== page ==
There are critical molecular mechanisms that can be activated to induce myocardial repair, and in humans this is most efficient during fetal development. The timing of heart development in relation to birth and the size/electrophysiology of the heart are similar in humans and sheep, providing a model to investigate the repair capacity of the mammalian heart and how this can be applied to adult heart repair. Myocardial infarction was induced by ligation of the left anterior descending coronary artery in fetal (105 days gestation when cardiomyocytes are proliferative) and adolescent sheep (6 mo of age when all cardiomyocytes have switched to an adult phenotype). An ovine gene microarray was used to compare gene expression in sham and infarcted (remote, border and infarct areas) cardiac tissue from fetal and adolescent hearts. The gene response to myocardial infarction was less pronounced in fetal compared with adolescent sheep hearts and there were unique gene responses at each age. There were also region-specific changes in gene expression between each age, in the infarct tissue, tissue bordering the infarct, and tissue remote from the infarction. In total, there were 880 genes that responded to MI uniquely in the adolescent samples compared with 170 genes in the fetal response, as well as 742 overlap genes that showed concordant direction of change responses to infarction at both ages. In response to myocardial infarction, there were specific changes in genes within pathways of mitochondrial oxidation, muscle contraction, and hematopoietic cell lineages, suggesting that the control of energy utilization and immune function are critical for effective heart repair. The more restricted gene response in the fetus may be an important factor in its enhanced capacity for cardiac repair.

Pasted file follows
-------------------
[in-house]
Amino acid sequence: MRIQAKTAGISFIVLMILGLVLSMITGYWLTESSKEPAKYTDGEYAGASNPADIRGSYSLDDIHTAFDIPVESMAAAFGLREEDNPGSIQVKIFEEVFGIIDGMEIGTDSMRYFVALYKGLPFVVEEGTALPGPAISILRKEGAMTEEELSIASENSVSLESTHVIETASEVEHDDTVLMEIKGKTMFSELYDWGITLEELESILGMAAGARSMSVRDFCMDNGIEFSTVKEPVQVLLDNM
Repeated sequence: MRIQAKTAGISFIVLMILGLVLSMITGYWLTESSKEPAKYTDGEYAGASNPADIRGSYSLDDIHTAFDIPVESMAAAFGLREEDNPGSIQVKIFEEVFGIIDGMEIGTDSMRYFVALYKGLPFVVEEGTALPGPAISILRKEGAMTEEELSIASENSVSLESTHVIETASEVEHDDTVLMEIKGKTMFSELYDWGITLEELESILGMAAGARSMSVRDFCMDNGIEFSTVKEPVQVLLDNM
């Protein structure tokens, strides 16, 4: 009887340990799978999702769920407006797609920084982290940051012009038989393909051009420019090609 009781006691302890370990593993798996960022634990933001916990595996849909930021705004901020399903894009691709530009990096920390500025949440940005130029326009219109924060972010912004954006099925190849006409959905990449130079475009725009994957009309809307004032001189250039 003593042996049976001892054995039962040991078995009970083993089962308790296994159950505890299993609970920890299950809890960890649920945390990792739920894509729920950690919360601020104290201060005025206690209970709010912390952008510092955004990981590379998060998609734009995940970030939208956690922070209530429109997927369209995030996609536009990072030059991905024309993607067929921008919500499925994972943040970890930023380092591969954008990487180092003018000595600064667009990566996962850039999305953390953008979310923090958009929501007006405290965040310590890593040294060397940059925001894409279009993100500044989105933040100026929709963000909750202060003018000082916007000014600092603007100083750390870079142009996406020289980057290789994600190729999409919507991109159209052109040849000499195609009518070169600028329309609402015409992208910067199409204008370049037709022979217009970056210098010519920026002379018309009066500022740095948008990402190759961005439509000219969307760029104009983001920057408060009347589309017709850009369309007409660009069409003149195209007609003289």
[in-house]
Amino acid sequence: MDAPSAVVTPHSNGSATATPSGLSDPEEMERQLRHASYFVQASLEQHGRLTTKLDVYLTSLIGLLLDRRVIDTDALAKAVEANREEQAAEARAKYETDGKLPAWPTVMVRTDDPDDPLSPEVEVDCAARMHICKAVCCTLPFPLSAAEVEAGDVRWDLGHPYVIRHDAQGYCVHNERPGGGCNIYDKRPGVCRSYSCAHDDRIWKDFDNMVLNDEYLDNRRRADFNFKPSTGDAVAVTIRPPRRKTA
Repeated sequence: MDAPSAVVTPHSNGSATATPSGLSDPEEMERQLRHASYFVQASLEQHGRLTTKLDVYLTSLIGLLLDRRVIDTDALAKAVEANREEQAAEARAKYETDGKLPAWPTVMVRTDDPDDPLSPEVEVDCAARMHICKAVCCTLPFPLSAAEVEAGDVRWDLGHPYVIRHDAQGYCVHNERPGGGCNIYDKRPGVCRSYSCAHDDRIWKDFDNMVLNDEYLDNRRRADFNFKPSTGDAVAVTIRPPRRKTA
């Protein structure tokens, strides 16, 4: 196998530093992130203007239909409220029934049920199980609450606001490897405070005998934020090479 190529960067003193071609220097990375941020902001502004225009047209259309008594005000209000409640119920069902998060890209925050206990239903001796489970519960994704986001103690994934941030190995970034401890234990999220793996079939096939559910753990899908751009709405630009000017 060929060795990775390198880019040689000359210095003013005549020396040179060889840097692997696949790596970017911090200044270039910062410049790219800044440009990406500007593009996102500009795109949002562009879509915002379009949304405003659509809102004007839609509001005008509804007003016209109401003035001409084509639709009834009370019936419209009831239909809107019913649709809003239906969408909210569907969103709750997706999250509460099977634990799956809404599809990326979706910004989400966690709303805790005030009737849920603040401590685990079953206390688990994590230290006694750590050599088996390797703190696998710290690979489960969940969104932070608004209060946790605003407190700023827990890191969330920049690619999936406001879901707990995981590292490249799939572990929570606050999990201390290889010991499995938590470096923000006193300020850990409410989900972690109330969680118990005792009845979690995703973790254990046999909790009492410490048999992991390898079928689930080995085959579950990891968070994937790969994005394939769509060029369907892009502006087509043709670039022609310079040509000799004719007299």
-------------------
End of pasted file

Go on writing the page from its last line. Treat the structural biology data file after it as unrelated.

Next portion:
|Number of pages||17|
|Publication status||Published or Issued - Mar 2020|
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